Here is a list of great resources to begin and continue your journey learning about racial justice and how to become actively anti-racist. The list has been compiled by our Justice Action Team.
The New Jim Crow by Michelle Alexander
The Fire Next Time; I Am Not Your Negro; The Cross of Redemption all by James Baldwin
I’m Still Here: Black Dignity in a World Made for Whiteness by Austin Channing Brown
Bury My Hear at Wounded Knee by Dee Brown
White Fragility, Robin DiAngelo
An Indigenous Peoples’ History of the United States by Roxanne Dunbar-Ortiz
Tears We Cannot Stop: A Sermon to White America by Michael Eric Dyson
Harvest of Empire: A History of Latinos in America by Juan Gonzales
How to Be Antiracist; Stamped from the Beginning both by Ibram X. Kendi
Beloved by Toni Morrison
Between the World and Me by Ta Nehisi Coates
An African American and Latinx History of the United States by Paul Ortiz
The Other Slavery: The Uncovered Story of Indian Enslavement in America by Andres Resendez
Is Everyone Really Equal? Ann Introduction to Key Concepts in Social Justice Education by Oslem Sensoy, Robin DiAngelo, et al.,
From#BlackLivesMatter to Black Liberation by Keeanga-Yamahtta Taylor
Social Media Accounts to Follow
Resource Lists from Others
For Kids/Working with Kids
This statement was officially adopted by the RFC members on 8/21/22:
Riverfront Family Church is fully committed to the liberation of each person from the bonds of oppression and injustice, acknowledging that we all need to be liberated. This is our sacred work.
We believe in a God who loves us all, without exception, and that God’s love is both just and merciful.
We believe that it is our responsibility to work to heal the wounds caused when the Christian church has been used as a weapon of intersectional harm and exploitation. This is our spiritual responsibility.
We actively seek to expose and dismantle our complicity with beliefs and systems--including white supremacy--that perpetuate injustice and oppression.
We reject the violence and spiritual falsehood of relationships based on coercion or hierarchy. We embrace “power-with” relationships, elevate the value of communal responsibility over the value of individualism, and seek the ongoing creation of cooperative egalitarian community. This is the lived expression of our beliefs.
We value deep listening, humility, joy, relational power, transformation, restoration, and equity.
We commit to following pro-Black BIack, Indigeness, and People of Color (BIPOC) civil rights leaders & community leaders of all ethnicities, genders, sexualities, abilities, faith traditions, and generations--past, present, and future--in solidarity and with deep respect. We commit to supporting justice work as it takes shape in our congregation and beyond.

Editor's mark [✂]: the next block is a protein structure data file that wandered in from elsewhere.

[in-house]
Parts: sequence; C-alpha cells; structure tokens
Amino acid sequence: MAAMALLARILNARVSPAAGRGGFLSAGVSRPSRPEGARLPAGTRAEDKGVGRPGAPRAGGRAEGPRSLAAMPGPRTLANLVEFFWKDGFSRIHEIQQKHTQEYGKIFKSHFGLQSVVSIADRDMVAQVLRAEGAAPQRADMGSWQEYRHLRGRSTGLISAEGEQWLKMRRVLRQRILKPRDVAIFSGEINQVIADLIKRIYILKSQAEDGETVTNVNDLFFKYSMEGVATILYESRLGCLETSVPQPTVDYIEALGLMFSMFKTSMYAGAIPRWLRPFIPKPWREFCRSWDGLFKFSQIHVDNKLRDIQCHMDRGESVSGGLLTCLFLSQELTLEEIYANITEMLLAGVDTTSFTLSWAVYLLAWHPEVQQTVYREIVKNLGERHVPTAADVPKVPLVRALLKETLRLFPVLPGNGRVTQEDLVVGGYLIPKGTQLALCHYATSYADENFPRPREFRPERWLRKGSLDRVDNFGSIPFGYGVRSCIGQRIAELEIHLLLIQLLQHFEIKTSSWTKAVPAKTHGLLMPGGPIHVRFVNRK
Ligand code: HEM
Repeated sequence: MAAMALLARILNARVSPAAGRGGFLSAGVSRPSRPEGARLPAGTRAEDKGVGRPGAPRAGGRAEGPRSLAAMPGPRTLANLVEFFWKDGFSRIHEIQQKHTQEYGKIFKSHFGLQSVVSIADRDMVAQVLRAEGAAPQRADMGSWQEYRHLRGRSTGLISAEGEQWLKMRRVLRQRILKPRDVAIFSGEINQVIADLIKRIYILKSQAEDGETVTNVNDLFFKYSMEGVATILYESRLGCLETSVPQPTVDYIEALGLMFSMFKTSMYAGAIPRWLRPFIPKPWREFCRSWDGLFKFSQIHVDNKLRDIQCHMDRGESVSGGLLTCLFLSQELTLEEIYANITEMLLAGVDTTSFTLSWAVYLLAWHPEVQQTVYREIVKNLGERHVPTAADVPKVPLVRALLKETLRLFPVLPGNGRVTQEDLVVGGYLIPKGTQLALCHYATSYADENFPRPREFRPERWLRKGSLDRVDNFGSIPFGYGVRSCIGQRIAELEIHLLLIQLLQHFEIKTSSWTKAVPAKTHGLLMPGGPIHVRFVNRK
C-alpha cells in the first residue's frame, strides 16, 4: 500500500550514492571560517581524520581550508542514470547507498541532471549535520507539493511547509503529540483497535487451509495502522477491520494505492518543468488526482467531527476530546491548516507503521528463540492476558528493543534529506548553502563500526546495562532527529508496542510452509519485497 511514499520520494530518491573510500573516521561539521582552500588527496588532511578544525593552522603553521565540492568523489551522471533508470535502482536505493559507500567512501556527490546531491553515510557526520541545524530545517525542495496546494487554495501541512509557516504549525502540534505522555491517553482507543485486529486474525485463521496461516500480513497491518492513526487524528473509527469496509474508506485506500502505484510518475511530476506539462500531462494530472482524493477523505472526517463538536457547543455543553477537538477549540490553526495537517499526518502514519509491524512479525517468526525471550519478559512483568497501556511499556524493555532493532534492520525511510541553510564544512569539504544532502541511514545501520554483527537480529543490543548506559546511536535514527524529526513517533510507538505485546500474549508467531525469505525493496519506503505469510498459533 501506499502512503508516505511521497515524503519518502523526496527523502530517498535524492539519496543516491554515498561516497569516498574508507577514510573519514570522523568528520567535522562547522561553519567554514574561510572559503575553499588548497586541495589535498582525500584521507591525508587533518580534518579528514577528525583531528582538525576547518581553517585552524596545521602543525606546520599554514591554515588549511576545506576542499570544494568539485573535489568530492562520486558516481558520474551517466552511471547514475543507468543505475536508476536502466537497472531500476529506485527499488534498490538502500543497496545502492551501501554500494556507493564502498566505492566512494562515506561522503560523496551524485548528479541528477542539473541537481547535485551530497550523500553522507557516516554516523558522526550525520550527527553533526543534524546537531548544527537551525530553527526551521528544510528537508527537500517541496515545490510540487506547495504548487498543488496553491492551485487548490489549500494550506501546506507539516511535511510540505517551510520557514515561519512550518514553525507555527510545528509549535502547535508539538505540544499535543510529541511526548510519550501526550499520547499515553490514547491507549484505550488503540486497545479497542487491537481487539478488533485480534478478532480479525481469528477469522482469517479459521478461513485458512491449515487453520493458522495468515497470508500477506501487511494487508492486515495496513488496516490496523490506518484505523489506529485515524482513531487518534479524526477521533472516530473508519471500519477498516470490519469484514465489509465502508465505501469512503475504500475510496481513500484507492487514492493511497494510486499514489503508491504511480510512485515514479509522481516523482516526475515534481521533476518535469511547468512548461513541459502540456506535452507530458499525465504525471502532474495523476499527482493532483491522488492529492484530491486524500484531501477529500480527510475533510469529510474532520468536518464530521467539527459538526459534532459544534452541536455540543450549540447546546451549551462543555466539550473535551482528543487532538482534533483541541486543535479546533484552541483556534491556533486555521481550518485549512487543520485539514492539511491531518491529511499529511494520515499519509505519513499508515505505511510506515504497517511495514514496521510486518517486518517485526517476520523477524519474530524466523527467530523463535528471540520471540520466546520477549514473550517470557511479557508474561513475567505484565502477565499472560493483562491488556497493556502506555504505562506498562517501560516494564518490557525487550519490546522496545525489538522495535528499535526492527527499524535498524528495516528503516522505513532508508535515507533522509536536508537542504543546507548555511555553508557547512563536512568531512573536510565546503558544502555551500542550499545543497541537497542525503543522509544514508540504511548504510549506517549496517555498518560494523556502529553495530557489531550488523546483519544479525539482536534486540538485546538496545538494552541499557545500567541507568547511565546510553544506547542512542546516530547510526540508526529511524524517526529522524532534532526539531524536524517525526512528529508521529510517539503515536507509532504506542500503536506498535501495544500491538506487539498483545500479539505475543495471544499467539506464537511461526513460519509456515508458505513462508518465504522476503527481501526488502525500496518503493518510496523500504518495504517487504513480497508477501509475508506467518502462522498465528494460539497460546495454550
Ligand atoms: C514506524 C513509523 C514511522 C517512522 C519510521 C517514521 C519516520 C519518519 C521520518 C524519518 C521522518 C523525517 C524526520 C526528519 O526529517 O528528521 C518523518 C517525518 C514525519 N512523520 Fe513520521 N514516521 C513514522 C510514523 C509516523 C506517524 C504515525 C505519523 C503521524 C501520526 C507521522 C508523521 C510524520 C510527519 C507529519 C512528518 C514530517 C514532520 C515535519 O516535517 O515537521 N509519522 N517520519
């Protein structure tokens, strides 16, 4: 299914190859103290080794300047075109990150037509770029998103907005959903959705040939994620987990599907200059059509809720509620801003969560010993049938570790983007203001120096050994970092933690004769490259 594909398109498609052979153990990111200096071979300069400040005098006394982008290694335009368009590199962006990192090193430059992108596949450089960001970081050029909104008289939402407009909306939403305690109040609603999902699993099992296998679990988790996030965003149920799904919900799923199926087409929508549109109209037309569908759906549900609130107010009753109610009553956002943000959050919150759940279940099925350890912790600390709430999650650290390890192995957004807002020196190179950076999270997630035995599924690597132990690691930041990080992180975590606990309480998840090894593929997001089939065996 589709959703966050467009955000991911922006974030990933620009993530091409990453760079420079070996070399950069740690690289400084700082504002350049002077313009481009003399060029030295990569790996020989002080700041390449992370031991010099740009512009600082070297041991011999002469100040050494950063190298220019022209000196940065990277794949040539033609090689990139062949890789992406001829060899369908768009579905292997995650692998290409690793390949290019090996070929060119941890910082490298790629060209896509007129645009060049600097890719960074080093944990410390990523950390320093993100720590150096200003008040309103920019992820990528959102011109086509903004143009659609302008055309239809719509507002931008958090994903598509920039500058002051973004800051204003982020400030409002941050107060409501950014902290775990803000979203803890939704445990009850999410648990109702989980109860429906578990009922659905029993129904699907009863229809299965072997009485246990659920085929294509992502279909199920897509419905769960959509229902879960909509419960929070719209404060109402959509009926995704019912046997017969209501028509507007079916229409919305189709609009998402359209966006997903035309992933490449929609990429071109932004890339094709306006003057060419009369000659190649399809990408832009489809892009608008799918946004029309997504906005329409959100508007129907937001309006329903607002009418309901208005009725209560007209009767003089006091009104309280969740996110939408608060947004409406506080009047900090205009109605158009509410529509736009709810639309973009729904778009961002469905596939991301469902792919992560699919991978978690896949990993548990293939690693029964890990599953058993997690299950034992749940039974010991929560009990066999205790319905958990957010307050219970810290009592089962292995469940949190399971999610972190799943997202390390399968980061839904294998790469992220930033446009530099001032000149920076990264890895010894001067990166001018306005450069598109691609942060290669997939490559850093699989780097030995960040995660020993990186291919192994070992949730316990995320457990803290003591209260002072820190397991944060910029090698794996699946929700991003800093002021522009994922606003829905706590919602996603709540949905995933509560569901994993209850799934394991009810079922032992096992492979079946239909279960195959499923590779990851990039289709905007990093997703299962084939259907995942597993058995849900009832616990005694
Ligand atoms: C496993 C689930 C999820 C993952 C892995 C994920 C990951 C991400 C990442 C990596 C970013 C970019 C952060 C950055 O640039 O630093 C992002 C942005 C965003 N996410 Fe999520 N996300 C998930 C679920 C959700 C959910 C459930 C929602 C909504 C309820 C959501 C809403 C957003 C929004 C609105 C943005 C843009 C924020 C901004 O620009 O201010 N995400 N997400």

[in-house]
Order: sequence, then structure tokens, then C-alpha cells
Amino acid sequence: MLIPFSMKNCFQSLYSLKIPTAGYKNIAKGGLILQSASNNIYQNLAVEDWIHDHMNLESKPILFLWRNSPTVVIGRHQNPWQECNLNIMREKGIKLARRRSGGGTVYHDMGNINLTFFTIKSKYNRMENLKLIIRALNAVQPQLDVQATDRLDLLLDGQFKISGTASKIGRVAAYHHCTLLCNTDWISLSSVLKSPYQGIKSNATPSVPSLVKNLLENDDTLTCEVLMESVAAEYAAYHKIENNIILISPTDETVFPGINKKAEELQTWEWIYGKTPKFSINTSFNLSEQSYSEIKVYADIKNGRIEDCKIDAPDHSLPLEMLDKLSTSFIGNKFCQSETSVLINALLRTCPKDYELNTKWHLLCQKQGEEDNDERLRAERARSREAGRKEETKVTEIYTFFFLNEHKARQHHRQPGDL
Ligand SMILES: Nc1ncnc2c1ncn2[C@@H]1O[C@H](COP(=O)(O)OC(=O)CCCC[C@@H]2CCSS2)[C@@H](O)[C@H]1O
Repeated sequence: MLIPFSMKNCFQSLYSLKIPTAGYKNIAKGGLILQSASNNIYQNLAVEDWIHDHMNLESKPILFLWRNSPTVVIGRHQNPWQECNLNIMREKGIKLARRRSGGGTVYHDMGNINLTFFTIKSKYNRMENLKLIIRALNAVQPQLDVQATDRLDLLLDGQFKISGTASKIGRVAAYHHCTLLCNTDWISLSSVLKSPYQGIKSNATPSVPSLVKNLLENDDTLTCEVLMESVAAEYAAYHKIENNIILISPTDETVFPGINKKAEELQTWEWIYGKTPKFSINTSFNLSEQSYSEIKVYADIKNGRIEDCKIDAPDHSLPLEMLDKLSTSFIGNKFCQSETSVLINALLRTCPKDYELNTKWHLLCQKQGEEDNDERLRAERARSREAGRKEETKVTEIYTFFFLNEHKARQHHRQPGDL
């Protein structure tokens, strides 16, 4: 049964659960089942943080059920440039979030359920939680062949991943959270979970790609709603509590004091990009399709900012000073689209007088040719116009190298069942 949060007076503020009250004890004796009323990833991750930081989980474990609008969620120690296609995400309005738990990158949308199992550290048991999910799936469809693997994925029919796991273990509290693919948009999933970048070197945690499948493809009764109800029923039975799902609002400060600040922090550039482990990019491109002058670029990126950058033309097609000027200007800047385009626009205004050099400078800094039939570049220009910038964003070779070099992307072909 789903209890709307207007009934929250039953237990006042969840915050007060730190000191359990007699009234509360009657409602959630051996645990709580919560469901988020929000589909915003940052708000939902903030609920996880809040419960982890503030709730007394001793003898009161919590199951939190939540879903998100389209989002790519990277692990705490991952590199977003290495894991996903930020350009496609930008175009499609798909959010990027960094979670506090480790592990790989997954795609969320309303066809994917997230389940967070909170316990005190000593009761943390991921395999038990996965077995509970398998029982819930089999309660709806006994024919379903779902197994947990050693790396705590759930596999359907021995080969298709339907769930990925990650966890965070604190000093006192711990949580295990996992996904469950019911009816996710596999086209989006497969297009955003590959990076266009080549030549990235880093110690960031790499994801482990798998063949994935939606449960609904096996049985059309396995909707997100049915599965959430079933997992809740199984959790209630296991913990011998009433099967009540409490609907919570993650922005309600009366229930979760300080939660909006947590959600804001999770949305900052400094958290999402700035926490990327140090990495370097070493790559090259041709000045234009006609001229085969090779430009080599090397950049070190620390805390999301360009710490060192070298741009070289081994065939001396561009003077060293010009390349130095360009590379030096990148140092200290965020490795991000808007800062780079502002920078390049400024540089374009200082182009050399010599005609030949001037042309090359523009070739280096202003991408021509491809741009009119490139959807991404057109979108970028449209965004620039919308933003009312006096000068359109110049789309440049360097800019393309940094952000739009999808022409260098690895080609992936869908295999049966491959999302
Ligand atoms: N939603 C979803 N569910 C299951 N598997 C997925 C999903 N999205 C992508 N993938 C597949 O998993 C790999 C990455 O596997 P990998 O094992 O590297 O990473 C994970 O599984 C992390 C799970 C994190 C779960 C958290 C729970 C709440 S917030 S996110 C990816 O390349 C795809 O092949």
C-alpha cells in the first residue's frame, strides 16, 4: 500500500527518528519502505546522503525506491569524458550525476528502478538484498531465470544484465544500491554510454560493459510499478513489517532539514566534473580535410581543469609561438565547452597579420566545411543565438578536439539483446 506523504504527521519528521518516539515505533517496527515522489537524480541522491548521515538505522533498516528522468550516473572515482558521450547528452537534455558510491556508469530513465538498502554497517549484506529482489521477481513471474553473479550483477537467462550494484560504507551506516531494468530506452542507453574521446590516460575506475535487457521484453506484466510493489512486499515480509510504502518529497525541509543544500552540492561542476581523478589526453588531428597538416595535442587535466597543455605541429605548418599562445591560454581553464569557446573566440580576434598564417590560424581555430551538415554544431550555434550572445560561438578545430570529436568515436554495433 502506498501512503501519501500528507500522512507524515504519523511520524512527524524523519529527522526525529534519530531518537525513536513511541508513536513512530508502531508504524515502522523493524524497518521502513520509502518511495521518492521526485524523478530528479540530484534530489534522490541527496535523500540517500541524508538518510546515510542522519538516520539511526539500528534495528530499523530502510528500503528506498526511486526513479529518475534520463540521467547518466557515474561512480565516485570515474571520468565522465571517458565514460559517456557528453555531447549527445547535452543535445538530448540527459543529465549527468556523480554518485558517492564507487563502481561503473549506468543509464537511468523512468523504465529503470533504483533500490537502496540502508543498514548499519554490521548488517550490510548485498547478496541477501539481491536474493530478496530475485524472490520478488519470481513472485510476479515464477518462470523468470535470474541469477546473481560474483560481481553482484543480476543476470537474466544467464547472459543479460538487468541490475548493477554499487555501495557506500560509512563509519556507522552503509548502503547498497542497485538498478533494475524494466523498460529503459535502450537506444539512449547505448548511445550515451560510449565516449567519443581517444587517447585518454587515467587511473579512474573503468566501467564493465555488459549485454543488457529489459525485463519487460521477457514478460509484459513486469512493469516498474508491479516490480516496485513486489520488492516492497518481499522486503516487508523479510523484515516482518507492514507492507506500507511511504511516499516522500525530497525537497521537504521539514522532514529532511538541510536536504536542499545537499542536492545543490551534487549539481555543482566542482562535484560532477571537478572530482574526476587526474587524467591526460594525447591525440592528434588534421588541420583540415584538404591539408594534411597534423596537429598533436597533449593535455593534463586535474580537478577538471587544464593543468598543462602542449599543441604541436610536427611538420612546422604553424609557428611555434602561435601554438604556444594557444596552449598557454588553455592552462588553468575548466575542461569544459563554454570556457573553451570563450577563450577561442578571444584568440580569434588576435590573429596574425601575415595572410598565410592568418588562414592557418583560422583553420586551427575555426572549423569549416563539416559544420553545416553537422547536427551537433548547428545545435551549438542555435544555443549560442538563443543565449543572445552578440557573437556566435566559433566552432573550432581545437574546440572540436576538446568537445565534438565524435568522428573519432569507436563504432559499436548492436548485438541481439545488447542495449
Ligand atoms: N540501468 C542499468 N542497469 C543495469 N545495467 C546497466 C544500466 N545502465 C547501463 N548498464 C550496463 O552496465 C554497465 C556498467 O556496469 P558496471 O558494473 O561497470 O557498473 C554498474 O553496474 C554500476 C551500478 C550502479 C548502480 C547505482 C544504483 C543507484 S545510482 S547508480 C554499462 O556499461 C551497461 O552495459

We believe justice and liberation of all of us is necessary for real love, joyful relationship, and the wholeness that the Creator intended for all of creation.
This is a statement from the organization, "Christians Against Christian Nationalism". I have signed it; I hope you will consider doing so as well.
As Christians, our faith teaches us everyone is created in God’s image and commands us to love one another. As Americans, we value our system of government and the good that can be accomplished in our constitutional democracy. Today, we are concerned about a persistent threat to both our religious communities and our democracy — Christian nationalism.
Christian nationalism seeks to merge Christian and American identities, distorting both the Christian faith and America’s constitutional democracy. Christian nationalism demands Christianity be privileged by the State and implies that to be a good American, one must be Christian. It often overlaps with and provides cover for white supremacy and racial subjugation. We reject this damaging political ideology and invite our Christian brothers and sisters to join us in opposing this threat to our faith and to our nation.
As Christians, we are bound to Christ, not by citizenship, but by faith. We believe that:
People of all faiths and none have the right and responsibility to engage constructively in the public square.
Patriotism does not require us to minimize our religious convictions.
One’s religious affiliation, or lack thereof, should be irrelevant to one’s standing in the civic community.
Government should not prefer one religion over another or religion over nonreligion.
Religious instruction is best left to our houses of worship, other religious institutions and families.
America’s historic commitment to religious pluralism enables faith communities to live in civic harmony with one another without sacrificing our theological convictions.
Conflating religious authority with political authority is idolatrous and often leads to oppression of minority and other marginalized groups as well as the spiritual impoverishment of religion.
We must stand up to and speak out against Christian nationalism, especially when it inspires acts of violence and intimidation—including vandalism, bomb threats, arson, hate crimes, and attacks on houses of worship—against religious communities at home and abroad.
Whether we worship at a church, mosque, synagogue, or temple, America has no second-class faiths. All are equal under the U.S. Constitution. As Christians, we must speak in one voice condemning Christian nationalism as a distortion of the gospel of Jesus and a threat to American democracy.